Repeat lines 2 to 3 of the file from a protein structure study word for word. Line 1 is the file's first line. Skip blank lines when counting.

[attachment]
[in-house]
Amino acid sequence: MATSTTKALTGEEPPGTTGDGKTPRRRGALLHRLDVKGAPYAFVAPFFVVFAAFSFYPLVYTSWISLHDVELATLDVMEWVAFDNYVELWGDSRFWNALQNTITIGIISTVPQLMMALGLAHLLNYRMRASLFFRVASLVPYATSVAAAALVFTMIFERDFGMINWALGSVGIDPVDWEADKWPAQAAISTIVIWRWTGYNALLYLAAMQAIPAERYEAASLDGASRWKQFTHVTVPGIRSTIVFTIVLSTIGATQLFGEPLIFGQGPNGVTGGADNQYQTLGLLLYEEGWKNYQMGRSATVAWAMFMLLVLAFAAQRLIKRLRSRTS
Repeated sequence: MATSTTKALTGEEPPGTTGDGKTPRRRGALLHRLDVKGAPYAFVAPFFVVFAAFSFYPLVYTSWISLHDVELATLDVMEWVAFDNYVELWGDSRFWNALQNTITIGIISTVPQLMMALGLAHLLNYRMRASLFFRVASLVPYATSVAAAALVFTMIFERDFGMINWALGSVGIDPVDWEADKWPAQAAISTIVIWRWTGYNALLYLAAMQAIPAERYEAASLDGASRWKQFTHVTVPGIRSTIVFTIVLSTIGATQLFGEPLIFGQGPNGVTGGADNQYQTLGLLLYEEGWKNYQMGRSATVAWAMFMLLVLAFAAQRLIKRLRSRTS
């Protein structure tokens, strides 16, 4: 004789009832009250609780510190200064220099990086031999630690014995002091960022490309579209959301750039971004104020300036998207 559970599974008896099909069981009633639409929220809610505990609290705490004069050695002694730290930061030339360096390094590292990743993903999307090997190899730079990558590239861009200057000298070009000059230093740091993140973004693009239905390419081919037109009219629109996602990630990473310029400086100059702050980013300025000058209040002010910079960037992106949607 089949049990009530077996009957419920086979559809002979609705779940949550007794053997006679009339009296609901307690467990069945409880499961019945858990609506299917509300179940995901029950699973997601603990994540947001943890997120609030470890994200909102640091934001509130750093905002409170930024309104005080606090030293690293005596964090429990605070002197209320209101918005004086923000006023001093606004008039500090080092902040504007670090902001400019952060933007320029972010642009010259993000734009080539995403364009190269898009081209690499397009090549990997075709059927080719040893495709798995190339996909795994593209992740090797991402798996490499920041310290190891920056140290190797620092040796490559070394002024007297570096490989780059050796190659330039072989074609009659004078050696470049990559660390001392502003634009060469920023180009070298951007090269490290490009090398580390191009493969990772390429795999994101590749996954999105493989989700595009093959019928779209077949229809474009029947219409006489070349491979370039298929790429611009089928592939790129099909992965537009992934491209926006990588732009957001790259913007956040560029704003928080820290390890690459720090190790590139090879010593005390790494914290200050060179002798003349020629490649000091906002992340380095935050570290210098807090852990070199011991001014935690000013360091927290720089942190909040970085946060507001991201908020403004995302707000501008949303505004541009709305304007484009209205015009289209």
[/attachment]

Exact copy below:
Amino acid sequence: MATSTTKALTGEEPPGTTGDGKTPRRRGALLHRLDVKGAPYAFVAPFFVVFAAFSFYPLVYTSWISLHDVELATLDVMEWVAFDNYVELWGDSRFWNALQNTITIGIISTVPQLMMALGLAHLLNYRMRASLFFRVASLVPYATSVAAAALVFTMIFERDFGMINWALGSVGIDPVDWEADKWPAQAAISTIVIWRWTGYNALLYLAAMQAIPAERYEAASLDGASRWKQFTHVTVPGIRSTIVFTIVLSTIGATQLFGEPLIFGQGPNGVTGGADNQYQTLGLLLYEEGWKNYQMGRSATVAWAMFMLLVLAFAAQRLIKRLRSRTS
Repeated sequence: MATSTTKALTGEEPPGTTGDGKTPRRRGALLHRLDVKGAPYAFVAPFFVVFAAFSFYPLVYTSWISLHDVELATLDVMEWVAFDNYVELWGDSRFWNALQNTITIGIISTVPQLMMALGLAHLLNYRMRASLFFRVASLVPYATSVAAAALVFTMIFERDFGMINWALGSVGIDPVDWEADKWPAQAAISTIVIWRWTGYNALLYLAAMQAIPAERYEAASLDGASRWKQFTHVTVPGIRSTIVFTIVLSTIGATQLFGEPLIFGQGPNGVTGGADNQYQTLGLLLYEEGWKNYQMGRSATVAWAMFMLLVLAFAAQRLIKRLRSRTS